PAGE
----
Social Wealth Seminar

Together, the coronavirus crisis and mass uprisings against racist police violence have foregrounded questions of public finance and social service provision. Decades of austerity for schools, hospitals, and public benefits have coincided with growing investment in mechanisms of social control, aggravating inequality, precarization, and environmental degradation. To counteract these trends, we need a historically informed research and policy agenda that joins technical expertise around monetary policy, municipal budgeting, and the management of public assets to the pursuit of racial, social, and ecological goals.

JFI’s Social Wealth Seminar is a diverse, interdisciplinary space to foster collaboration at the point where public finance meets social protection. We learn from scholars, policy officials, and advocates whose work speaks to questions including:

  • Municipal finance, public wealth, and racial inequality
  • Shared equity ownership and wider disbursement of returns to capital
  • Investment, divestment, and the democratic management of public assets
  • Capitalization and investment strategies for social wealth funds at the national and subnational levels
  • Basic income, baby bonds, savings accounts and other cash/asset transfers
  • Public data ownership and the construction of a digital commons
  • Financial mechanisms to overcome fossil fuel dependency
  • Scaling cooperativism and collectivism, especially in the public sector

Sessions are held on Tuesdays, typically at 6pm ET, and run about an hour. Suggested readings and short bibliographies are circulated ahead of most meetings. Come with questions; we reserve much of our time for discussion.

The seminar is open to the public by RSVP. To join our mailing list (roughly one email per week), contact

Those interested in presenting should contact Paul Katz at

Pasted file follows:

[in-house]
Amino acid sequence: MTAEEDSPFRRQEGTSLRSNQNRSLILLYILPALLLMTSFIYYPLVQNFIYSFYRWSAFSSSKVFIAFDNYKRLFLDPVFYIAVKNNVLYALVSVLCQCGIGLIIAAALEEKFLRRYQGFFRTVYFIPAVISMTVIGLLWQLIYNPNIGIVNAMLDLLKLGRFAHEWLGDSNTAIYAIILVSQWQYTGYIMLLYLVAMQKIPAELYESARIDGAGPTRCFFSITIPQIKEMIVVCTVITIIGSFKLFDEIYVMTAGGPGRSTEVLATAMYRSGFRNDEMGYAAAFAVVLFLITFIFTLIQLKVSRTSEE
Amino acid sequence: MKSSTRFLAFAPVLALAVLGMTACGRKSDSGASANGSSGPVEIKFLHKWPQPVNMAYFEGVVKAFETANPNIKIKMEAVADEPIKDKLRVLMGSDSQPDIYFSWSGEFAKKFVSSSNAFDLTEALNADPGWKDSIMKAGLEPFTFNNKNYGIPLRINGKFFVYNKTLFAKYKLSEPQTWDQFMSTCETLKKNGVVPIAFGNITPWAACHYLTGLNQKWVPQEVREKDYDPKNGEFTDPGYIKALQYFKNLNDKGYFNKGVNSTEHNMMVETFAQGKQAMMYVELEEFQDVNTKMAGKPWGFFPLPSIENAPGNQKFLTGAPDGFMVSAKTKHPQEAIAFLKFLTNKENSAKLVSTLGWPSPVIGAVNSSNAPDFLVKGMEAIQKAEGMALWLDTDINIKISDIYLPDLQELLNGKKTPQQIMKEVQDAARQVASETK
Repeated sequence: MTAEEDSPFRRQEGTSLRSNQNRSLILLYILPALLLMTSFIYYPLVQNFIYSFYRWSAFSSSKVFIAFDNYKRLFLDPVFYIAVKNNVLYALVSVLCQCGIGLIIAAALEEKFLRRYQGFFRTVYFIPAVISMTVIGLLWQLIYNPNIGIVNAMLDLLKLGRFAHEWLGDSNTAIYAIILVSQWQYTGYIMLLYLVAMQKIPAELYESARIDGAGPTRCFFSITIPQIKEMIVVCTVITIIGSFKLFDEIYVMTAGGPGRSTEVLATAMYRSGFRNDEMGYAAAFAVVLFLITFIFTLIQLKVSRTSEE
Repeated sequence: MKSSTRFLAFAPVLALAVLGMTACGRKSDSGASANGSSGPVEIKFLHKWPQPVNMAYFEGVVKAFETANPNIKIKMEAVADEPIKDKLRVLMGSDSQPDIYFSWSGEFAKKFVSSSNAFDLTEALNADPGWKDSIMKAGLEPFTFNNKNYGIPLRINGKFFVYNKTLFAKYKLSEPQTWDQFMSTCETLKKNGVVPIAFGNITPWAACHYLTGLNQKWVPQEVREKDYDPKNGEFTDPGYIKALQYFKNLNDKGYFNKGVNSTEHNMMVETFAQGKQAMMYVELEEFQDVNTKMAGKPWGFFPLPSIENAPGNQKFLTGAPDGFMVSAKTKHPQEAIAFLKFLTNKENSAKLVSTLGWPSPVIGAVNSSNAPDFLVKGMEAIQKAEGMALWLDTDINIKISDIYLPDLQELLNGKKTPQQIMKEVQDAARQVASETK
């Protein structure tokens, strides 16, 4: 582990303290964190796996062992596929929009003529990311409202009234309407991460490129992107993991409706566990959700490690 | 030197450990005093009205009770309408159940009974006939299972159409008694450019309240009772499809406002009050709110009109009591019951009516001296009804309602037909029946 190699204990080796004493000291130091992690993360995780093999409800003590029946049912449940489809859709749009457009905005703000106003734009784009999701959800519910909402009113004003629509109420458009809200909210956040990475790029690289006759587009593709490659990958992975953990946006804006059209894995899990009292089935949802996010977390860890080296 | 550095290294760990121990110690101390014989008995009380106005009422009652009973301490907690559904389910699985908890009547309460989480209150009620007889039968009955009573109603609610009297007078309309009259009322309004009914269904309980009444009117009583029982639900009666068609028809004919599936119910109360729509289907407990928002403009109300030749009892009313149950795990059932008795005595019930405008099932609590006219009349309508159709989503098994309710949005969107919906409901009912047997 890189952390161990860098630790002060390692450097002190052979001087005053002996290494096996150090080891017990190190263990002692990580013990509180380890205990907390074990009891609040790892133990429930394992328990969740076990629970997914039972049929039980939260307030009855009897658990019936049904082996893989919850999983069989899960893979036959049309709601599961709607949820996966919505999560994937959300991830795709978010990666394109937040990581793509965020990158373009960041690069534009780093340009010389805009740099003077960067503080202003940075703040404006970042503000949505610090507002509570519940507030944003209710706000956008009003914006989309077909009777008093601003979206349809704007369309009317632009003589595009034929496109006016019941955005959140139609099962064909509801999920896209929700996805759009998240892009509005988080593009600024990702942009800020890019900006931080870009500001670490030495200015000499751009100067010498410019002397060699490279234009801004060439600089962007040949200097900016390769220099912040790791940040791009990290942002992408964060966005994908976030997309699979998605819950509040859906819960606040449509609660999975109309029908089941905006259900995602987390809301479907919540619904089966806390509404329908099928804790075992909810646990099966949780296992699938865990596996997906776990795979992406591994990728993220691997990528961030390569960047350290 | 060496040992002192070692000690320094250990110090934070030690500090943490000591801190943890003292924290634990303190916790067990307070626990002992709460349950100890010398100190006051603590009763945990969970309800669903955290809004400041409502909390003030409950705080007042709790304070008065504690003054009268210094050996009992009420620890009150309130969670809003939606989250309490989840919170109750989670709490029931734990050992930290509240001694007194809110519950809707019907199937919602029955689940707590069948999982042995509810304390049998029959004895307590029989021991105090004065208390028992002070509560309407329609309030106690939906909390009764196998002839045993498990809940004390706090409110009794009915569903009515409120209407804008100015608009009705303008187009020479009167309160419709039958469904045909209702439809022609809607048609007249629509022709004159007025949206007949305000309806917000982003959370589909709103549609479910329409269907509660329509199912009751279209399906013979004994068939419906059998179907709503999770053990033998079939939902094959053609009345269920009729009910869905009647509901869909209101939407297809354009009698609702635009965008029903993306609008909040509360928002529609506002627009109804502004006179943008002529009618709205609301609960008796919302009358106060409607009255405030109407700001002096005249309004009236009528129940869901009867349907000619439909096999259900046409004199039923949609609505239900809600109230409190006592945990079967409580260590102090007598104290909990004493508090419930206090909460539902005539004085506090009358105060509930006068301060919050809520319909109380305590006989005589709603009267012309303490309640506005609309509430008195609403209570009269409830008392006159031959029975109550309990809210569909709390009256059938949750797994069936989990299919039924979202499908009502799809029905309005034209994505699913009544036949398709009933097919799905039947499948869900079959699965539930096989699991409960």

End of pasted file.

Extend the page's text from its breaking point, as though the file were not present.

Artwork: Gold Mining, Cripple Creek, by Ernest Lawson.

In This Series

Session 1

Social Wealth Seminar: Naomi Zewde

“Inequalities in Wealth and Health: Things to Consider when Building a Generation."

Session 2

Social Wealth Seminar: Yakov Feygin

“Sovereign Wealth Funds and Public Wealth Building Institutions in the Context of the Global Dollar System.”

Session 3

Social Wealth Seminar: Amanda Kass

“What Might Happen To Public Pensions In The Wake Of Covid-19?”

Session 4

Social Wealth Seminar: Carla Santos Skandier

“Non-Extractive Finance Mechanisms for a Just Recovery and Transition."

Session 5

Social Wealth Seminar: Rahul Basu

“The Mineral Wealth of Nations: Accounting for the Resource Curse."

Session 6

Social Wealth Seminar: Marcelo Medeiros

“Beyond Formal Workers: Expanding Social Protection in Latin America."

Session 7

Social Wealth Seminar: Jonathan Calenzani

"Bond Yields in an Era of Slow Growth."

Session 8

Social Wealth Seminar: Aja Brown

“The Compton Pledge: An Economic Resilience Strategy for Strengthening Community in Compton.”

Session 9

Social Wealth Seminar: Steve Randy Waldman

“Perspectives on Social Wealth Funds.”

Session 10

Social Wealth Seminar: Philip Rocco

“COVID-19 and the Crisis of American Federalism.”

Session 11

Social Wealth Seminar: Sarah Quinn

“How Credit Programs Became a Multi-Purpose Political Tool.”

Session 12

Social Wealth Seminar: Saule Omarova

“The Case for a U.S. National Investment Authority.”

Session 13

Social Wealth Seminar: Jason Windawi

“What Makes Guaranteed Income Durable?"

Session 14

Social Wealth Seminar: Paul Williams and Zachary Marks

"Building a Future for Public Developers."

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